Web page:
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Article Details
Clinical Image
Volume 5, Issue 3 (March Issue)

Olaparib in Breast Cancer

Samragnyi Madala1 and Sneha Phadke2*

1Division of Hematology and Oncology, University of Iowa Hospitals and Clinics, 200 Hawkins drive, Iowa City, IA

2Division of Breast Medical Oncology, University of Iowa, Carver College of Medicine, 375 Newton Rd, Iowa City, IA

*Corresponding author: Sneha Phadke, Division of Breast Medical Oncology, University of Iowa, Carver College of Medicine, Iowa City, IA. E-mail:

Received: January 15, 2023; Accepted: January 24, 2023; Published: February 15, 2023

Citation: Madala S, Phadke S. Olaparib in Breast Cancer. Clin Image Case Rep J. 2023; 5(2): 303.

Olaparib in Breast Cancer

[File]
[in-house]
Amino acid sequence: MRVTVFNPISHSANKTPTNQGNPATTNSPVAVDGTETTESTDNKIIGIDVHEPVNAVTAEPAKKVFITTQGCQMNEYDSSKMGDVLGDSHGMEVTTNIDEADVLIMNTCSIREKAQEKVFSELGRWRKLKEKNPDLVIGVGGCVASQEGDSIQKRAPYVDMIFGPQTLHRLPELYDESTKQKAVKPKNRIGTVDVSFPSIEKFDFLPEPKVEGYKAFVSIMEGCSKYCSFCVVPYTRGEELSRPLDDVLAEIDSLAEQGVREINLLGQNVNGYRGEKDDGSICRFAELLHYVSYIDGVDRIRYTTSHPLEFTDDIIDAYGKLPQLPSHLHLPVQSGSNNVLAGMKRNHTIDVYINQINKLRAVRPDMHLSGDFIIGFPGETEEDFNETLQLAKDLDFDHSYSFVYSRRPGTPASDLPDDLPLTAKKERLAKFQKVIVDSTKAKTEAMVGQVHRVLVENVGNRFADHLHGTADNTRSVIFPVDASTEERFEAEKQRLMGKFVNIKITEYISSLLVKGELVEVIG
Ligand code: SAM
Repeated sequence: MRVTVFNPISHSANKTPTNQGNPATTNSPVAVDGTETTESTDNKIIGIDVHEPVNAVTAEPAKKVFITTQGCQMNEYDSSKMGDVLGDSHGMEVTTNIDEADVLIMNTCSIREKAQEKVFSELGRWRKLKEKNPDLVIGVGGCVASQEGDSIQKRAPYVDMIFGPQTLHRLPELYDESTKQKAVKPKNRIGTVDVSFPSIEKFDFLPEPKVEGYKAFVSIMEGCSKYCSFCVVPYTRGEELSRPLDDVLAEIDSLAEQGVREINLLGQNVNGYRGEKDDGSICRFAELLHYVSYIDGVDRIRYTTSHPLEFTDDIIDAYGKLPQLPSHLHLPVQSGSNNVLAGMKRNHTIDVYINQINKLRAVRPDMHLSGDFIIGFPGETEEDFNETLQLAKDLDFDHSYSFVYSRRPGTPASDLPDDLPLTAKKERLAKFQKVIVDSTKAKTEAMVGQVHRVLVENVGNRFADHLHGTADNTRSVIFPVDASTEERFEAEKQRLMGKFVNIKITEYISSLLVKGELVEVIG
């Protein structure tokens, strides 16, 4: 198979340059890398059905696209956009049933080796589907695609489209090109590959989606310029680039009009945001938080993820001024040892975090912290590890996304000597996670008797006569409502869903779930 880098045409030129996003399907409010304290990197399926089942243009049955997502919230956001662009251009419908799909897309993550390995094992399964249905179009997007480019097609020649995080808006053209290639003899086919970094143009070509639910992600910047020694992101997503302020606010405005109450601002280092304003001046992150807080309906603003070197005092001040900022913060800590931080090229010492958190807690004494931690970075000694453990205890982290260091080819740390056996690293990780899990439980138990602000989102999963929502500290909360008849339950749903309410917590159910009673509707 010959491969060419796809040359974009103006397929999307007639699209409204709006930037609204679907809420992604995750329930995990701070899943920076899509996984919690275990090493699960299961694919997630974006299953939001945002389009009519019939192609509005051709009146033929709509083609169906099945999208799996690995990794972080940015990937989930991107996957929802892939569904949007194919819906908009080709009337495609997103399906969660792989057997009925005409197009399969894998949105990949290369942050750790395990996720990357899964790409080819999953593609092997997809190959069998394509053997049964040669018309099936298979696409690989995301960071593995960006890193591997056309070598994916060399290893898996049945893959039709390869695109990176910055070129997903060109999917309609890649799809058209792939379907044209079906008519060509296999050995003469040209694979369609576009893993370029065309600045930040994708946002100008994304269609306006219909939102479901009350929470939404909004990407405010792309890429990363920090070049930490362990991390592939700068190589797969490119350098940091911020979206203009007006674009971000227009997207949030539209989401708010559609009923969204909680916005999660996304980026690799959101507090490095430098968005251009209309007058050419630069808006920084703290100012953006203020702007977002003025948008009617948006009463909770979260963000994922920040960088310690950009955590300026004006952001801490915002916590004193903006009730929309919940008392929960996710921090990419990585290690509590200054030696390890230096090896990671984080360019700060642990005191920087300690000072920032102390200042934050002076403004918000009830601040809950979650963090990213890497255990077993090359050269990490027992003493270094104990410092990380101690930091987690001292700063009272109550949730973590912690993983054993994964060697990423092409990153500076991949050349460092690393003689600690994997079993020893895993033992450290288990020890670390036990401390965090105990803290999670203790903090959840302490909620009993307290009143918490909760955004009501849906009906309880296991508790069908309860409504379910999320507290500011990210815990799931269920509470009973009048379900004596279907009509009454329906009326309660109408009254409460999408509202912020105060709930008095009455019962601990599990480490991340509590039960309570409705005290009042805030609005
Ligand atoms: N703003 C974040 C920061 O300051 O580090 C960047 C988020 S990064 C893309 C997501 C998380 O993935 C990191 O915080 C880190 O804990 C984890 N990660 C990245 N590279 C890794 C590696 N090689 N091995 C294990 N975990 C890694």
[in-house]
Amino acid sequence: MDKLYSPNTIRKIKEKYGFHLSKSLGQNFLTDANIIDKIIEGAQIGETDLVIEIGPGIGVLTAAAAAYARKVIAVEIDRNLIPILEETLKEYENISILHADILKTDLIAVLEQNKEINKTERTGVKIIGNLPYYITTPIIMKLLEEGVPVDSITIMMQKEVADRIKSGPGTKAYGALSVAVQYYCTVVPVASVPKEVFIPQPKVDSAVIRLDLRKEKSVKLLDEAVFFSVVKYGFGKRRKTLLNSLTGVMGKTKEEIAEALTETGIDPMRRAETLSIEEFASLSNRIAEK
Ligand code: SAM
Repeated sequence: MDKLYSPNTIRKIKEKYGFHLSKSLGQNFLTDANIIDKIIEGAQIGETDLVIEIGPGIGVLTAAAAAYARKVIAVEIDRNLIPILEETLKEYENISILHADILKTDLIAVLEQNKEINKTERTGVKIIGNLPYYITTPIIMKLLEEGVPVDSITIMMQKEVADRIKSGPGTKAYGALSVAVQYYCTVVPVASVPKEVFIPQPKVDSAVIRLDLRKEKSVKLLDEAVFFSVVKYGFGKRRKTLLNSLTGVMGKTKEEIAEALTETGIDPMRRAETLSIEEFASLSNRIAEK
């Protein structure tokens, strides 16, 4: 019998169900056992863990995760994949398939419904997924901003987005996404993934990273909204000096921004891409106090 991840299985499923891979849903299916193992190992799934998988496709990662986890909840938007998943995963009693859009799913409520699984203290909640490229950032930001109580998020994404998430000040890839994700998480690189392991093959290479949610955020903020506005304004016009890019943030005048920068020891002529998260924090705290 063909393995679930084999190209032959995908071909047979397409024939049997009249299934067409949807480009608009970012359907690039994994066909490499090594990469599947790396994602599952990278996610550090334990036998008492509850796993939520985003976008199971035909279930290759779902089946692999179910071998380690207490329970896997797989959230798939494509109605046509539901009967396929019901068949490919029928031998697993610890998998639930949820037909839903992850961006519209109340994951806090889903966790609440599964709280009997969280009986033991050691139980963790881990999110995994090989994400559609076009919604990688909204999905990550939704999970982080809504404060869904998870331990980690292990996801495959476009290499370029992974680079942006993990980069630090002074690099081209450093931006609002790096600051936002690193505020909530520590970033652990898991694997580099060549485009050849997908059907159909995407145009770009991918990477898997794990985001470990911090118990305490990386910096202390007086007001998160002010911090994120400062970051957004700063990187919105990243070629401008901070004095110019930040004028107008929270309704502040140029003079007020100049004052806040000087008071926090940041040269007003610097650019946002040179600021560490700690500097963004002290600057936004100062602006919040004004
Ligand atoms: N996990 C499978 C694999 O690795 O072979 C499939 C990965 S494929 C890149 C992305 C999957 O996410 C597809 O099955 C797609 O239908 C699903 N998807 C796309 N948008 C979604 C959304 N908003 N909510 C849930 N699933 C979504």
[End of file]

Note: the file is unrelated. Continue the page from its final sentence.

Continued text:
A 71-year-old female presents with a 6-month history of an enlarging left breast mass. She has a history of right breast and ovarian cancers treated at the ages of 38 and 59, respectively, and a germline mutation in breast cancer susceptibility gene 1 (BRCA1). On examination, a large fungating left breast mass was seen (Panel A). Biopsy showed poorly differentiated triple negative adenocarcinoma of the left breast, programmed cell death ligand 1 (PDL1) negative (combined positive score less than 1). Systemic staging showed local invasion into the left side of the sternum, left second rib with axillary lymphadenopathy and multiple bilateral pulmonary metastasis. Treatment was initiated with single agent nab-paclitaxel, and pembrolizumab was subsequently added when a high Tumor Mutation Burden was discovered on genomic testing of the tumor. She achieved partial response. Upon clinical progression of the fungating mass, she was started on the poly (ADP-ribose) polymerase (PARP) inhibitor olaparib with a robust response within 3 weeks. There was a remarkable improvement in the size of the breast tumor by 8 weeks (Panel B) and 20 weeks (Panel C). Repeat imaging showed regression in the pulmonary metastatic lesions with a stable sternal lytic lesion. In breast cancer patients with a germline BRCA mutation, PARP inhibitors can result in an extraordinary response and should be considered even in patients needing a quick response due to symptomatic or heavy disease burden. Eight months after starting olaparib, our patient continues to have stable disease.